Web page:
Fortezza da Basso - Porta Faenza

"Porta" [gate] (written by Leonardo under Ponte alla Carraia): Postierla [postern] del Prato or Porticciola [little gate] delle Mulina or del Prato d’Ognissanti.

Destroyed, it was located in the vicinity of the Pescaia di Santa Rosa and Ponte alla Carraia, where the United States Consulate now stands.

"Prato": Porta al Prato

This gate, still existing, was built around 1285, and lowered in height in 1526, to be less exposed to artillery attacks. It takes its name from the broad plaza before it, called Il Prato [the meadow] or "della Porta al Prato", which was not paved in the past and was used for the weekly cattle market.
Leonardo sketches the course of the Mugnone that runs along the walls before flowing into the Arno, in front of Porta San Frediano.

"Faenza": Porta a Faenza

This gate formed part of the last circle of walls dating from the 13th century. It still stands today at the end of Via Faenza, so called from the name of the nearby convent of the Faenza Nuns. Between 1534 and 1537 it was incapsulated in the donjon of the present-day Fortezza da Basso, designed by Antonio da Sangallo the Younger with an extraordinary plastic effect deriving from a pattern of alternating hemispherical and diamond-shaped ashlars.

"Ghallo": Porta San Gallo

Beside the Church and Hospital of San Gallo, built in 1284, attributed to Arnolfo di Cambio. The tower was higher (35 metres), but was lowered in the 16th century to conform to the height of the other gates. It stands in the centre of Piazza della Libertà, facing the Arch of Triumph.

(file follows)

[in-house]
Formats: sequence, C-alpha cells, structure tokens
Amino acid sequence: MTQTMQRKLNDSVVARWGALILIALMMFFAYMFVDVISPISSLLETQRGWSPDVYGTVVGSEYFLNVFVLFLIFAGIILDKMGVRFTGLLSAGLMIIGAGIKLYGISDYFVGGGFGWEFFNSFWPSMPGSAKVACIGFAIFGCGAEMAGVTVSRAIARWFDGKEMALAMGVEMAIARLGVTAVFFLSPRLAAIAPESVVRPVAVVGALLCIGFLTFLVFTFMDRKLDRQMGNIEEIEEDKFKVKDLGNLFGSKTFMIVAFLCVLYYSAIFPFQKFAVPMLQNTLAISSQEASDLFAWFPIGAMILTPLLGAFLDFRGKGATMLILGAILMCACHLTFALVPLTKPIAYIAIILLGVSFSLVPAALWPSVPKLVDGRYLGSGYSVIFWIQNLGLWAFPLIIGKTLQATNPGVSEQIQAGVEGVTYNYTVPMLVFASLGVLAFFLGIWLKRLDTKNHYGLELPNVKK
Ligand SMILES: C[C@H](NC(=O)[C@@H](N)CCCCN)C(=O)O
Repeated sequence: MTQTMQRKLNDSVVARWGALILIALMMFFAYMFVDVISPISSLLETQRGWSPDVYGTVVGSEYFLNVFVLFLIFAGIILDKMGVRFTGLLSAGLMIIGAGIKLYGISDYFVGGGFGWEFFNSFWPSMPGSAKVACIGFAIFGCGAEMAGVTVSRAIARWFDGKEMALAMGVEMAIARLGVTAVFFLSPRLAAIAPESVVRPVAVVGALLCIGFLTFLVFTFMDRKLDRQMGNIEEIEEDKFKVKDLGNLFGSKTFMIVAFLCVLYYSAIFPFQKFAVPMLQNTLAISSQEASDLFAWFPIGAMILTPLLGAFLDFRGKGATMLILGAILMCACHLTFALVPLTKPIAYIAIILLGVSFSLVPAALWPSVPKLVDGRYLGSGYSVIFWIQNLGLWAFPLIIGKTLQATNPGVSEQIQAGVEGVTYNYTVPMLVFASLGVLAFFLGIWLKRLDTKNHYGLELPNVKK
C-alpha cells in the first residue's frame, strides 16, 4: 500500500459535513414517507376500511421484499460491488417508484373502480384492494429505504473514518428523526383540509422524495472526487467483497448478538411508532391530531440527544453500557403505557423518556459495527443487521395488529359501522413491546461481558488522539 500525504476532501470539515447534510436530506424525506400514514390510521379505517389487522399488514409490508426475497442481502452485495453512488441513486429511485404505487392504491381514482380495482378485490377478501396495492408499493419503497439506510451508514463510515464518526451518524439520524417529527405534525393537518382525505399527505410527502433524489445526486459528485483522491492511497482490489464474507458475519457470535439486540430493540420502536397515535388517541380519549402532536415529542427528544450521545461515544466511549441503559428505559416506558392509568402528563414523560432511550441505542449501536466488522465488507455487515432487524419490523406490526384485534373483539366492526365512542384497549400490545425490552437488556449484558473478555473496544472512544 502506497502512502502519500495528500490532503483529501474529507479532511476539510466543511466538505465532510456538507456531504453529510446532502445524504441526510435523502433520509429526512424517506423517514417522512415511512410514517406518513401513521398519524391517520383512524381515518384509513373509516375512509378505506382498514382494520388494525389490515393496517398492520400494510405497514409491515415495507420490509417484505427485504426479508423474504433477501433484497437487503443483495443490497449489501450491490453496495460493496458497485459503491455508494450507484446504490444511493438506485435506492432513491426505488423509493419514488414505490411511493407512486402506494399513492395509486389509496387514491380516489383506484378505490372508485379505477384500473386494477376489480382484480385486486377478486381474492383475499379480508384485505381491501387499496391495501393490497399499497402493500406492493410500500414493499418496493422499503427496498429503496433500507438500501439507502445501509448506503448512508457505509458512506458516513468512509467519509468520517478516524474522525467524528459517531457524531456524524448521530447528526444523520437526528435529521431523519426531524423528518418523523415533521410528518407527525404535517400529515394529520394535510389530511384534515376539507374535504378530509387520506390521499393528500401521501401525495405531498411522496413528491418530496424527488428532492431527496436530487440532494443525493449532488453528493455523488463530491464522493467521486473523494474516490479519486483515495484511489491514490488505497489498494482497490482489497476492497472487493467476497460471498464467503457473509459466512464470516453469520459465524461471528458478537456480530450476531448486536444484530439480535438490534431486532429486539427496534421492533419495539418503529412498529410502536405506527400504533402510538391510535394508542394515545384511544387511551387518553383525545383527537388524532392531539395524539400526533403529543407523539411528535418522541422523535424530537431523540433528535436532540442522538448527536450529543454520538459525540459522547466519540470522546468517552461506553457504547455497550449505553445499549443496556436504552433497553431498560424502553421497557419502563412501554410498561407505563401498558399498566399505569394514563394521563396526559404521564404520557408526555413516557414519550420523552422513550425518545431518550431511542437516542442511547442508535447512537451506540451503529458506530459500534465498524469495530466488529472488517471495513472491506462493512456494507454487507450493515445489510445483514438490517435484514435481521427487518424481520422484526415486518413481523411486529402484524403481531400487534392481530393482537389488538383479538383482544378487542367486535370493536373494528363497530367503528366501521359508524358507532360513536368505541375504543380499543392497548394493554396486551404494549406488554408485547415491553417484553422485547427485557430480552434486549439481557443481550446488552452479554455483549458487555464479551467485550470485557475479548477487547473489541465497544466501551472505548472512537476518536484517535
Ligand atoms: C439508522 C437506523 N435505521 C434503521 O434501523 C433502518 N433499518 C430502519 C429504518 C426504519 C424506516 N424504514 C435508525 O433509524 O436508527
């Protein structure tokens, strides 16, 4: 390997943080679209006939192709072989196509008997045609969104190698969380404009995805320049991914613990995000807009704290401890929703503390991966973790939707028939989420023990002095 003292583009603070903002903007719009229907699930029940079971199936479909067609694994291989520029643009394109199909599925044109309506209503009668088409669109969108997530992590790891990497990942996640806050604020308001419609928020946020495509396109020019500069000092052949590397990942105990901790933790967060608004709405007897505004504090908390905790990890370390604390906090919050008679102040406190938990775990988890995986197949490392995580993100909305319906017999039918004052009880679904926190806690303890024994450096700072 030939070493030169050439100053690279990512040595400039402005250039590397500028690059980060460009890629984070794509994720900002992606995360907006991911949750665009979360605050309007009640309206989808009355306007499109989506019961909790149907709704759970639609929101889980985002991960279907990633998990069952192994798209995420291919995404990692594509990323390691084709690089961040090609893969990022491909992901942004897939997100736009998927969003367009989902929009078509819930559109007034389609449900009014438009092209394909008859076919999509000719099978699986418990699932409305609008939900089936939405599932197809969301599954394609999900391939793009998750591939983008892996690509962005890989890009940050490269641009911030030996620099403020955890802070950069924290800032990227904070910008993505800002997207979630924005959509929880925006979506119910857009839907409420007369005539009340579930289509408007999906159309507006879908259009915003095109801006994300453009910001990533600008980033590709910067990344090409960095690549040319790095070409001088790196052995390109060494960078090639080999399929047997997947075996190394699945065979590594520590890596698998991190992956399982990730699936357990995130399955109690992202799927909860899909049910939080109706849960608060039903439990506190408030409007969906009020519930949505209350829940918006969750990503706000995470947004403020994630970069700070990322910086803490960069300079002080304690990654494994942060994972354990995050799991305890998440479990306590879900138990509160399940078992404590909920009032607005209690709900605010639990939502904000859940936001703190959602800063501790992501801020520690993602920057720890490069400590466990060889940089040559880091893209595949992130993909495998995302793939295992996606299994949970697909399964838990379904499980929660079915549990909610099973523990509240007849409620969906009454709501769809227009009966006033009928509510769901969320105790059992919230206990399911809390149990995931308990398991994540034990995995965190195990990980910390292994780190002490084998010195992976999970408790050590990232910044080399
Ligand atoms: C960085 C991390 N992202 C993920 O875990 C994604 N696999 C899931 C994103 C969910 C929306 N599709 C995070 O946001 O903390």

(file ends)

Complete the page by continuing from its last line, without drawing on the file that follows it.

"Pinti": Porta Fiesolana o a Pinti

This name is probably derived from "pentiti", the penitents who withdrew into the nearby monastery outside the walls. Now destroyed, it stood in today's Piazza Donatello, at the beginning of Borgo Pinti.

"Giusstitia": Porta della Giustizia

Built in 1316, at the time of King Robert of Naples, called "della Giustizia" [gate of justice] because those condemned to death passed through it, along Via de’ Malcontenti, on their way to the execution place outside the gate. It was then called "della Zecca Vecchia" [of the Old Mint] when the Florentine Mint was moved there from back of the Loggia della Signoria. Now destroyed, it stood near the surviving tower called Torre della Zecca.
Leonardo also mentions the "Muro d’Arno" [Arno wall] and the "Pescaia della Giustizia" [justice weir] in Ms. L and in the Codex Leicester (13A–13r). Notable also is the memorandum in Madrid Ms. II: «Tomorrow morning look at the little fir trees of Giustizia, whether they are good for that purpose».

Texts by
Alessandro Vezzosi, in collaboration with Agnese Sabato / English translation by Catherine Frost